29.05.17 | News, Three questions for
Three questions for...Cora-Marlen Jess who did a voluntary service in Japan
Cora-Marlen Jess is a former volunteer of the North-South exchange of EMS who stayed in Japan for six months. In May 2017, she joined an EMS Youth Networking meeting in Spangenberg. In an interview with EMS, Cora shares her impression of the Network and the challenges of young people in the world.
How do you see the EMS Youth Network? Why did you want to join this meeting?
I joined this meeting to find out what the EMS Youth Network is about and what they are doing. I hope that the Youth Network makes it possible to have an exchange with other young people from Germany and other countries. This is quite important for me because I do not have many friends that share the same experience of being a volunteer in another country. It is really nice to meet other young people that I can talk to and who understand me and have similar goals they want to achieve.
I also joined this meeting so that volunteers from other countries who come to Germany can feel more like home. They shall see that there are people who care about them and they can rely on. They can talk to us and ask us any question they might have.
What are your hopes for the Youth Network and your message to all EMS Youth?
I hope that many more young people get involved in the EMS Youth Network. Sometimes it is difficult to reach all the people that could be involved as they are really busy and do not have time to join.
My message to the youth of the EMS member churches is that we have to help each other in many areas: education, friendship or sharing experiences. It is important that we can help, learn and support each other and let others profit from our work. Maybe the older ones can teach the younger ones more things so that we all work together.
What do you think are the challenges young people face all over the world right now?
I think one of the problems young people are facing in this world is education. It is difficult to give a general example for that problem as it differs strongly from one country to another. But I will try to draw a comparison:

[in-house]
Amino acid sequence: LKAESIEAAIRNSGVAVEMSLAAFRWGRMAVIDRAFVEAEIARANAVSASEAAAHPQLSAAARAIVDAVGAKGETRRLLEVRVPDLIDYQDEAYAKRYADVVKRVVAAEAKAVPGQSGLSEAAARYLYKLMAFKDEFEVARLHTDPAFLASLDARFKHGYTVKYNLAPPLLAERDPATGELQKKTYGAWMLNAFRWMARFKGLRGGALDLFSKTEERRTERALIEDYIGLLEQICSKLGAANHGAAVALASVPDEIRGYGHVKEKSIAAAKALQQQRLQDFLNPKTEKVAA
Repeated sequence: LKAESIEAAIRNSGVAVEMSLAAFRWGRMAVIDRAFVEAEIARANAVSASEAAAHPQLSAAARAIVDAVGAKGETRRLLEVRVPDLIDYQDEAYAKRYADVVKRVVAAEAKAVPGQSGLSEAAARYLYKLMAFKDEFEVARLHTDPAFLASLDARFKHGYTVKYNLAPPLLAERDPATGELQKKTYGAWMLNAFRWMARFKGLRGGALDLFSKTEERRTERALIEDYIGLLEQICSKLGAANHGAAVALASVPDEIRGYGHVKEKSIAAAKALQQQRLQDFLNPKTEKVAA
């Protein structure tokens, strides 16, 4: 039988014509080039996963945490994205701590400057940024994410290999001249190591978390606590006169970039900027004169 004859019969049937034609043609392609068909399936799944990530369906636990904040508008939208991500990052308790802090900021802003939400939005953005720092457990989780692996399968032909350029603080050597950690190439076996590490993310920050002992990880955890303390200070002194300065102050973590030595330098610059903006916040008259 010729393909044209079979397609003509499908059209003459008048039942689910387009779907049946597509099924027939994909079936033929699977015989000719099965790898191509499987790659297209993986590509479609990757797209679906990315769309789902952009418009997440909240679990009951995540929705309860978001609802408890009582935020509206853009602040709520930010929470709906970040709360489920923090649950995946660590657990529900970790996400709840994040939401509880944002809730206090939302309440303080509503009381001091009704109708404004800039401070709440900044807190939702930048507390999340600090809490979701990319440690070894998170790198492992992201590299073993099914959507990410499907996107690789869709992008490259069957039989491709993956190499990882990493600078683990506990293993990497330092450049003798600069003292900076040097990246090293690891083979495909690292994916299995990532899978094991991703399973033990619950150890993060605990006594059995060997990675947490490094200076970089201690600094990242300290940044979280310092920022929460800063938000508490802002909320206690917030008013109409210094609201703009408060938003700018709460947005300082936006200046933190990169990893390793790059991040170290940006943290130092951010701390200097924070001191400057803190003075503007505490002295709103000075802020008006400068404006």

In Germany, the education level is quite high but in my opinion the children do not learn enough about how to "survive" in the world, how to manage a household or how to treat each other. Besides, they should learn more about politics, economics and cultural aspects. Even if they know a lot about mathematics or science, I think most of them are not really prepared for what is going on in the world or how to live independently.
In other countries, children not even learn how to write or read. Often times, the school system needs to be improved and teachers should be educated about different forms of teaching. Sometimes people from other countries come and try to tell them how they should teach but I think it would be best if they find out for themselves. Besides, many children do not have the possibility to go to school since they cannot reach it or they have to help at home. Still, they might know many things about managing the household, caring for each other or how to survive.
These are two extreme examples, but I think it would be best if we collect what is best in every country and combine these things. For that, it would be good if we exchange ideas and profit from each other so that every country can figure out the best way to educate.
The interview was conducted by Mega Kamase Sambo.